If your business does not have a federally registered trademark, you should begin the process. Not all Marks are eligible for federal registration. An attorney will examine the Mark itself and search for any conflicts. Applications are submitted to the United States Patent and Trademark Office. The review and approval process may take 12-18 months after the application is submitted, or longer.  


If you do not obtain a trademark, you will likely need to warn prospective buyers about the risks involved in not having federal protection. 


3. Prepare the Legal Documents 


The primary legal document for franchising is the franchise disclosure document (“FDD”).  The FDD contains 23 separate categories of information on the franchisor.  Each category of information is referred to as an Item. The goal of the Franchise Rule is to provide buyers with the tools they need to evaluate the franchisor before making an investment.  


According to Charles (Charlie) Barnett, Attorney at Rodriguez-Albizu Law, P.A., the FDD provides a history of the franchisor, the names of current franchisees and those former franchisees who have ceased to be franchisees during the past year.  A potential franchisee can then contact those people to determine their experiences with the franchisor.


The 23 Items required in every FDD include:

  1. The Franchisor and any Parents, Predecessors, and Affiliates 
  2. Business Experience 
  3. Litigation 
  4. Bankruptcy 
  5. Initial Fees 
  6. Other Fees 
  7. Estimated Initial Investment 
  8. Restrictions on Sources of Products and Services 
  9. Franchisee's Obligations
  10. Financing 
  11. Franchisor's Assistance, Advertising, Computer Systems, and Training 
  12. Territory 
  13. Trademarks 
  14. Patents, Copyrights, and Proprietary Information 
  15. Obligation to Participate in the Actual Operation of the Franchise Business 
  16. Restrictions on What the Franchisee May Sell 
  17. Renewal, Termination, Transfer, and Dispute Resolution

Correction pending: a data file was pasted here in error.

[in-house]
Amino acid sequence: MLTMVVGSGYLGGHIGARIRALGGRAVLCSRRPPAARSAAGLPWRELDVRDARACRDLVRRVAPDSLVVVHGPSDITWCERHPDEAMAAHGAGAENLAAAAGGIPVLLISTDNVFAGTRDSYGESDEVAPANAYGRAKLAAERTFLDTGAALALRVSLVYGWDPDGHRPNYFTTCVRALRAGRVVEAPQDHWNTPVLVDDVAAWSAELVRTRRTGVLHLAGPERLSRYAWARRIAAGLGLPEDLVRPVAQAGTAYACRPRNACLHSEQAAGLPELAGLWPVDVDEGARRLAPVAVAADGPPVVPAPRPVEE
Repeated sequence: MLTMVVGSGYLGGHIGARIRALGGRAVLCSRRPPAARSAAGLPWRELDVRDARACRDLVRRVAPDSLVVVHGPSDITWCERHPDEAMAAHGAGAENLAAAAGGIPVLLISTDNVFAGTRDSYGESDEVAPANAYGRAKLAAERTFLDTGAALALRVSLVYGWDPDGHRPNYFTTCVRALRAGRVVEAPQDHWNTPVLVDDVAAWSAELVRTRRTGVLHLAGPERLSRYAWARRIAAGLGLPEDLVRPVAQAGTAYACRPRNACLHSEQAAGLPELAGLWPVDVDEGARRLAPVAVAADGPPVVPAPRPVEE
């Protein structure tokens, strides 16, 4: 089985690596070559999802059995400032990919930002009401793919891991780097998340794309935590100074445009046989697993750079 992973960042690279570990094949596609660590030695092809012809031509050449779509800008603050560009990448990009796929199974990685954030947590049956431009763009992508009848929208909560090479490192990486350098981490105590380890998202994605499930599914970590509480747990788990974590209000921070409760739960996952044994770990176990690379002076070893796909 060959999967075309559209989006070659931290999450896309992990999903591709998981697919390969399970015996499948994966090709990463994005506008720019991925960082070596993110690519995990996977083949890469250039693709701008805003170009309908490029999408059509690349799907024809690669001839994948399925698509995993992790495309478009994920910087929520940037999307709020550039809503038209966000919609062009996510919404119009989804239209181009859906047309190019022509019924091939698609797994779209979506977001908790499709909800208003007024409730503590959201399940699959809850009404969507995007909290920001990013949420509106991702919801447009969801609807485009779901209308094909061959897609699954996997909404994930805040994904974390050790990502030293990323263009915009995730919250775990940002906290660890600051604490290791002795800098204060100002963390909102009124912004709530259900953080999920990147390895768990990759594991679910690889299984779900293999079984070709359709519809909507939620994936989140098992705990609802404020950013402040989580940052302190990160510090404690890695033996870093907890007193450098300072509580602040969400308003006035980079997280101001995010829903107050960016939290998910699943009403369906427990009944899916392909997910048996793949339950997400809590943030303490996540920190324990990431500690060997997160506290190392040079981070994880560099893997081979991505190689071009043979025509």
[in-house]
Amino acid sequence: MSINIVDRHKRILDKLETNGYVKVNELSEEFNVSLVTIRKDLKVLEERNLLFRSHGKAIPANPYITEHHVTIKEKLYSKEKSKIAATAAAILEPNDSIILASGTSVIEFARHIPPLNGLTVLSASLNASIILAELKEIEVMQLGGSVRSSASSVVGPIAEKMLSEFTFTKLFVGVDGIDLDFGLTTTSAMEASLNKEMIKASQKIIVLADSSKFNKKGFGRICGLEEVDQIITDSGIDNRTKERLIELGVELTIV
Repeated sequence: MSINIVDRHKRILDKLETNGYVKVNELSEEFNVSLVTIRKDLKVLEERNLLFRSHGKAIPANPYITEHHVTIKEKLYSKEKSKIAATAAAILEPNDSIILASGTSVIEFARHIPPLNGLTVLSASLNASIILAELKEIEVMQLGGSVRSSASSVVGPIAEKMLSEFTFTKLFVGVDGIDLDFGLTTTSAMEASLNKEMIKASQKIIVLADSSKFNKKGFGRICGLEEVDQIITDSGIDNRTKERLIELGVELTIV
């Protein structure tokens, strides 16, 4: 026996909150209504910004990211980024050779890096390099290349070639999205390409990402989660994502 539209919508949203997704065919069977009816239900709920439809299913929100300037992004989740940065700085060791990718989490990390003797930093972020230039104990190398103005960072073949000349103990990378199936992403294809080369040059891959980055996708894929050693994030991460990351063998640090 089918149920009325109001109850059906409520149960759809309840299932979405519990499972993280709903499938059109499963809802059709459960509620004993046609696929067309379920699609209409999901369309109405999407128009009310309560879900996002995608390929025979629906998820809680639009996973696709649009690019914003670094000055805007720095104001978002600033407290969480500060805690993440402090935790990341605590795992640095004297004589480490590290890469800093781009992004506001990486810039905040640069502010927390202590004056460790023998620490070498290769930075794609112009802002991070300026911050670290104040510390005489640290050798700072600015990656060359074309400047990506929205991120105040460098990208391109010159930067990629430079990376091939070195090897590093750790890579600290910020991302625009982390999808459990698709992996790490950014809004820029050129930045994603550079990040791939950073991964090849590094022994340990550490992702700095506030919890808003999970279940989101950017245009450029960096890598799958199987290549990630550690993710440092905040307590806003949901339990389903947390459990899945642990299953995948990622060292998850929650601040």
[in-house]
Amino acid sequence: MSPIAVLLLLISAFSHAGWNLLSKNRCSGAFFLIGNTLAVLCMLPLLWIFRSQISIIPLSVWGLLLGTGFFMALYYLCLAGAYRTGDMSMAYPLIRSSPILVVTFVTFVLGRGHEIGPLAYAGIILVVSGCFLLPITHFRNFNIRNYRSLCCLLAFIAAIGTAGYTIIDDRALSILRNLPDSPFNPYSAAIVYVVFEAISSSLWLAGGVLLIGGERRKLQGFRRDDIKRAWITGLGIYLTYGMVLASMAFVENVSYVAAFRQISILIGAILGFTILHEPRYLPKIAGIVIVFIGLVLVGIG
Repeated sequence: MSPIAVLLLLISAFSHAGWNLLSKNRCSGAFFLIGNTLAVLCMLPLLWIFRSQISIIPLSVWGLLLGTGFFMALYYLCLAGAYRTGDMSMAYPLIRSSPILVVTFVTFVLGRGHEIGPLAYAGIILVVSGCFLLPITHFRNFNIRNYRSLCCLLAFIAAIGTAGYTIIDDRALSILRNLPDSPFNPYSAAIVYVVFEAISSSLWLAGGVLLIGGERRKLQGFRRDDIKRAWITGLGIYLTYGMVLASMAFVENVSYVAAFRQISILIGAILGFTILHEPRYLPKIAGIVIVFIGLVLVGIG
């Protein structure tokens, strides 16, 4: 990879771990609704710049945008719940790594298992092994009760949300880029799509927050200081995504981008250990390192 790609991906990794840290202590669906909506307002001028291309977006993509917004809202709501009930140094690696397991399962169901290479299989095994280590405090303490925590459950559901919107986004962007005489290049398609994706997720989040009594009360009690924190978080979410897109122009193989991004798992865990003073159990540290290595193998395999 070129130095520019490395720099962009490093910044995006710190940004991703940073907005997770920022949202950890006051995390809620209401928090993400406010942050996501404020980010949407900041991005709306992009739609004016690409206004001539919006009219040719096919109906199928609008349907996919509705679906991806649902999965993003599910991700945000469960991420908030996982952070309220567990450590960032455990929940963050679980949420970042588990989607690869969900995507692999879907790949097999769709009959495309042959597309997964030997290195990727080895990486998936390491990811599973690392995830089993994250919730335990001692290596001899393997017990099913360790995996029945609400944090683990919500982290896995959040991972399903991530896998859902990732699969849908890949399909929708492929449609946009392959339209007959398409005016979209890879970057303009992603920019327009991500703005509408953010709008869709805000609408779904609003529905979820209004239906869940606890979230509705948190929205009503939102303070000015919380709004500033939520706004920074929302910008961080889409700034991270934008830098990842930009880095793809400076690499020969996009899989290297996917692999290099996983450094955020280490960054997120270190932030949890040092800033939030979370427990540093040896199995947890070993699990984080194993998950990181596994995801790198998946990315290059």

18. Public Figures 
  19. Financial Performance Representations 
  20. Outlets and Franchisee Information 
  21. Financial Statements 
  22. Contracts 
  23. Receipts 

Just looking at the list can be overwhelming.  An experienced franchise attorney can be a substantial asset to your business through the planning and development process. A prospective franchisor should expect to spend several months working with counsel to develop the document set and understand the do’s and don'ts of franchising.  


Do you want to see examples of an FDD? You can locate many online. The Wisconsin Franchise Search database is one of the easiest to search. 


The extent of disclosures are often hundreds of pages long and contain multiple agreements within the primary document. Operating a successful franchise requires contracts to be in place and protect the brand. The primary contract included in the FDD is the agreement between the Franchisor and Franchisee establishing the right and obligation to operate the franchised business (the “Franchise Agreement”). Other contracts may include separate licensing agreements, noncompetition agreements, confidentiality agreements, lease assignments, or certain authorizations. 


According to Andrew Pickett, lead Trial Attorney and Founder at Andrew Pickett Law, franchise companies must provide the FDD to potential franchisees at least 14 days before the signing of any agreement or payment.

While your attorney works with you to get these documents together, you should focus on a plan for operational excellence. The business know-how has to be documented and easily taught to each franchisee. Primarily, Franchisors must develop an operations manual and initial training course.